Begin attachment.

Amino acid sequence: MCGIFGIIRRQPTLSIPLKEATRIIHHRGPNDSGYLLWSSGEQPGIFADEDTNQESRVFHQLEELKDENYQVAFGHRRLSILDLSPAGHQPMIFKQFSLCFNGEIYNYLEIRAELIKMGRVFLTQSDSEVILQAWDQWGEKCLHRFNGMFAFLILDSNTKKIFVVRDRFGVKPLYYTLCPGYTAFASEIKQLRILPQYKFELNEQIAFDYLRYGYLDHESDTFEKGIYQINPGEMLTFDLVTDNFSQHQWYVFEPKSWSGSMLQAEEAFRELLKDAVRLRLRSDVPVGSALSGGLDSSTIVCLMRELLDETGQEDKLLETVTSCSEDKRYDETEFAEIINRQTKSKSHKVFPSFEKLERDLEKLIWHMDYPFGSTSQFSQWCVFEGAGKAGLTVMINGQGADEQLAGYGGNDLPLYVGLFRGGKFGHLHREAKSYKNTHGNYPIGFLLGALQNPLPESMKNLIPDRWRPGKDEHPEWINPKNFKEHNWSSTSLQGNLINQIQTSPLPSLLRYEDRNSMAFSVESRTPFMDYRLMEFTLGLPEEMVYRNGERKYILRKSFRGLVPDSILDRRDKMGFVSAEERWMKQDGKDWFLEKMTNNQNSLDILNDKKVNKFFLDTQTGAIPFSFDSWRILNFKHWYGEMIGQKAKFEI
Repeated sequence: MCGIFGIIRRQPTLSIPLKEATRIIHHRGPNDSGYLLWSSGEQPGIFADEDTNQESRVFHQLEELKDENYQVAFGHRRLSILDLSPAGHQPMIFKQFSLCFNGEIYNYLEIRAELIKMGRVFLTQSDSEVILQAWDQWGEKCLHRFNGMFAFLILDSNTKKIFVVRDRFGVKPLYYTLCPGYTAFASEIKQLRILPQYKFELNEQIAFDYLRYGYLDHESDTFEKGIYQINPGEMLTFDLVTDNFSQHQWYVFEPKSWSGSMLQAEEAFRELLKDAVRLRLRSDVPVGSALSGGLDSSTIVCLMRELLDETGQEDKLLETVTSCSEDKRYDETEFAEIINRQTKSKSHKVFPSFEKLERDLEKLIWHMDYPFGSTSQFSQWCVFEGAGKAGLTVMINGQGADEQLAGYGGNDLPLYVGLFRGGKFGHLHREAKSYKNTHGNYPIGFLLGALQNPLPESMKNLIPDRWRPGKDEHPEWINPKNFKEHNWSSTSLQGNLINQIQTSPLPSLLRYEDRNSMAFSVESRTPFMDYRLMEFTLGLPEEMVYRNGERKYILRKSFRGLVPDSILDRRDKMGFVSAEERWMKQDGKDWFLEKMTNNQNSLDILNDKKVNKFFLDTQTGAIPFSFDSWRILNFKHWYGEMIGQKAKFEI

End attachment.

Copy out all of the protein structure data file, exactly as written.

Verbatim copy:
Amino acid sequence: MCGIFGIIRRQPTLSIPLKEATRIIHHRGPNDSGYLLWSSGEQPGIFADEDTNQESRVFHQLEELKDENYQVAFGHRRLSILDLSPAGHQPMIFKQFSLCFNGEIYNYLEIRAELIKMGRVFLTQSDSEVILQAWDQWGEKCLHRFNGMFAFLILDSNTKKIFVVRDRFGVKPLYYTLCPGYTAFASEIKQLRILPQYKFELNEQIAFDYLRYGYLDHESDTFEKGIYQINPGEMLTFDLVTDNFSQHQWYVFEPKSWSGSMLQAEEAFRELLKDAVRLRLRSDVPVGSALSGGLDSSTIVCLMRELLDETGQEDKLLETVTSCSEDKRYDETEFAEIINRQTKSKSHKVFPSFEKLERDLEKLIWHMDYPFGSTSQFSQWCVFEGAGKAGLTVMINGQGADEQLAGYGGNDLPLYVGLFRGGKFGHLHREAKSYKNTHGNYPIGFLLGALQNPLPESMKNLIPDRWRPGKDEHPEWINPKNFKEHNWSSTSLQGNLINQIQTSPLPSLLRYEDRNSMAFSVESRTPFMDYRLMEFTLGLPEEMVYRNGERKYILRKSFRGLVPDSILDRRDKMGFVSAEERWMKQDGKDWFLEKMTNNQNSLDILNDKKVNKFFLDTQTGAIPFSFDSWRILNFKHWYGEMIGQKAKFEI
Repeated sequence: MCGIFGIIRRQPTLSIPLKEATRIIHHRGPNDSGYLLWSSGEQPGIFADEDTNQESRVFHQLEELKDENYQVAFGHRRLSILDLSPAGHQPMIFKQFSLCFNGEIYNYLEIRAELIKMGRVFLTQSDSEVILQAWDQWGEKCLHRFNGMFAFLILDSNTKKIFVVRDRFGVKPLYYTLCPGYTAFASEIKQLRILPQYKFELNEQIAFDYLRYGYLDHESDTFEKGIYQINPGEMLTFDLVTDNFSQHQWYVFEPKSWSGSMLQAEEAFRELLKDAVRLRLRSDVPVGSALSGGLDSSTIVCLMRELLDETGQEDKLLETVTSCSEDKRYDETEFAEIINRQTKSKSHKVFPSFEKLERDLEKLIWHMDYPFGSTSQFSQWCVFEGAGKAGLTVMINGQGADEQLAGYGGNDLPLYVGLFRGGKFGHLHREAKSYKNTHGNYPIGFLLGALQNPLPESMKNLIPDRWRPGKDEHPEWINPKNFKEHNWSSTSLQGNLINQIQTSPLPSLLRYEDRNSMAFSVESRTPFMDYRLMEFTLGLPEEMVYRNGERKYILRKSFRGLVPDSILDRRDKMGFVSAEERWMKQDGKDWFLEKMTNNQNSLDILNDKKVNKFFLDTQTGAIPFSFDSWRILNFKHWYGEMIGQKAKFEI